E. The land in the back area will eventually be another training track for our moto program. It has good elevation, and there’s a whole bunch of sand. We will cut out some trails, take out a few trees, and make us a little track. We will leave all the dirt bikes and quads up front, and we will clear it out and clean the property up in hopes of some hiking trails and some mountain biking trails. I would like to keep this area a quiet place to come back here and not worry about the noise. That’s the beauty of our location, our facility is right 30 minutes near the heart of downtown Houston, but it still feels like we are way in the country. We still have a lot of work ahead of us, with the hopes that by the end of the year we will start construction on a restaurant and bar, with all kinds of accommodations as well.


Saturday had lots of sun, a splash of rain, a bit of thunder, and mud. Sunday was all about the bigger bikes, and the aftermath of previous day’s rain made the track slick and full of ruts. One rider who caught everyone’s attention with his speed & talent was Matt Lemoine, #30 on the Xtreme Team Green Kawasaki, who finished with the overall win in the 125 A & 250 A Mod.

Angela: Matt, how old are you, and long have you been racing?

Matt: I am 17 years old, and have been racing for about 8 years now.

A: Tell me about your last race today.

M: I started off pretty good, got a good start, finally, and went around the first turn and never looked back. I was able to ride my own race. Put some consistent laps in, started charging and then (Sean) Hackley started catching me a bit. I started focusing more on the track and charging a little more, and pulling my lead out.

A: You and Sean were getting pretty competitive out there, how were you dealing with that pressure?

M: I don’t know … Hackley’s a really good rider. This is the first time I’ve raced him in forever, because I just moved up to the A Class. He has always been a contender out on the track, and he is a really good rider.

I am pretty happy with my weekend, there were a few mistakes I can correct myself on, but other than that I’ve been riding pretty good ever since I turned pro. I’ve only lost 2 motos, one to Steve Boniface and one to Sean. Had a couple of bike problems, but I’m not one to make excuses! As for the track, it’s really rough. There are a lot of deep ruts, and big holes, and it’s still muddy from the rain. And they watered it last night, and today has been overcast, so it didn’t dry out at all.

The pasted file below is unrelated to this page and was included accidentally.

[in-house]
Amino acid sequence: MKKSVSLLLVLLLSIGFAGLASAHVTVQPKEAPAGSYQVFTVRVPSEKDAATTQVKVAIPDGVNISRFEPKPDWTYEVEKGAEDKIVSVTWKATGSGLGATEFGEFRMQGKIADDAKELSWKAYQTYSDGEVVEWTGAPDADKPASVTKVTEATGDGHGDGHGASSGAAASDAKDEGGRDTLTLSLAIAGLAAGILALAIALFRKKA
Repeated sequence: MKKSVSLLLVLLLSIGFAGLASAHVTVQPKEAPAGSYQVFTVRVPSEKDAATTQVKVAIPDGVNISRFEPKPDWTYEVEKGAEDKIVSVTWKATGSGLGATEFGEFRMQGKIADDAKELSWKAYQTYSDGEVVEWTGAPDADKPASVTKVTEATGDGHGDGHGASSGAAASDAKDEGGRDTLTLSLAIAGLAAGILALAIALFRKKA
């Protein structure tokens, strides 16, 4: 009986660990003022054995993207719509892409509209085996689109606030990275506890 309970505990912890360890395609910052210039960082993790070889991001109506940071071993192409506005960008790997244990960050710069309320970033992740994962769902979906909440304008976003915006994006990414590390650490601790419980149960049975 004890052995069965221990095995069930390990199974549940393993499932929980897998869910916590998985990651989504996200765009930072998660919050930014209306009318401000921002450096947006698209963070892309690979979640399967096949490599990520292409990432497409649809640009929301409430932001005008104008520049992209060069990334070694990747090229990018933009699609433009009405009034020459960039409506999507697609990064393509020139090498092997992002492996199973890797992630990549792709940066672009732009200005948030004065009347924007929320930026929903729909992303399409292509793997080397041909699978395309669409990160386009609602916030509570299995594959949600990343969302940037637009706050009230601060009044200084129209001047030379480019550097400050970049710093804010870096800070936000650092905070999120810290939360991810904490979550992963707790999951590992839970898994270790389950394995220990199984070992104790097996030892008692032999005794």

A: Who helps you to race?

M: First, my Mom and Dad, and my mechanic Larry. My Dad got me into riding a long time ago with riding 4-wheelers, and it progressed into motocross. We realized that I had a little talent, so we took it from there, progressing each and every day.

A: Have you finished school yet?

M: At the end of this month I should finish that up, get my degree, and then I can really progress and continue with my career in motocross.

A: Who keeps you motivated when you are not feeling it?

M: My Dad mostly. On those days when I just want to chill out, he’ll tell me, “You got to go do your bike ride”. On those days when I need a kick both my Dad and my mechanic keep me on my game. And my trainer is Seiji of He sends me an email every day & tells me what I’ve got to work on.

A: Growing up, was there a rider you looked up to?

M: Kevin Windham. I’m from Louisiana and I grew up watching him ride. I also like James Stewart’s riding style, and everything about him is amazing. He doesn’t like to lose, and I don’t like to lose either.


Next, I talked with the Wharton brothers, Blake and Tyler. First up was eighth grader Blake. He brought home the overall win in the 85cc class. He also tried his luck in the 125 Mod Inter alongside his older brother Tyler.

Angela: Blake, how’s the racing for you this weekend?

Blake: The track is awesome. We got some rain and it was a little muddy for a bit, but it’s dried up and turned out good. I finished with four 1st places finishes and one second place on the 85. The 125 class was a different story. That was my second race on the 125, it’s a fun bike to ride, but it a little more to handle. I am most comfortable racing with the 85 right now.

This is a really fun track. The sprinkler system is perfect. The track gets nice, rough and rutted. It always seems to be one of the best tracks in Texas.

A: You’ve got quite a few championships under your belt, can you tell me about them?

B: Well, there’s Loretta Lynn’s, Ponca City, Lake Whitney, Branson, and Vegas MGM grand. Those are most of the big races that I’ve won at least once.

A: What is the key to your success? What kind of training program works for you?

B: My success comes from hard practice, getting good starts, and consistent, smooth riding. As for my work outs – running, bicycling, and a little bit of weights. And we do a lot of riding, at least 4 times a week.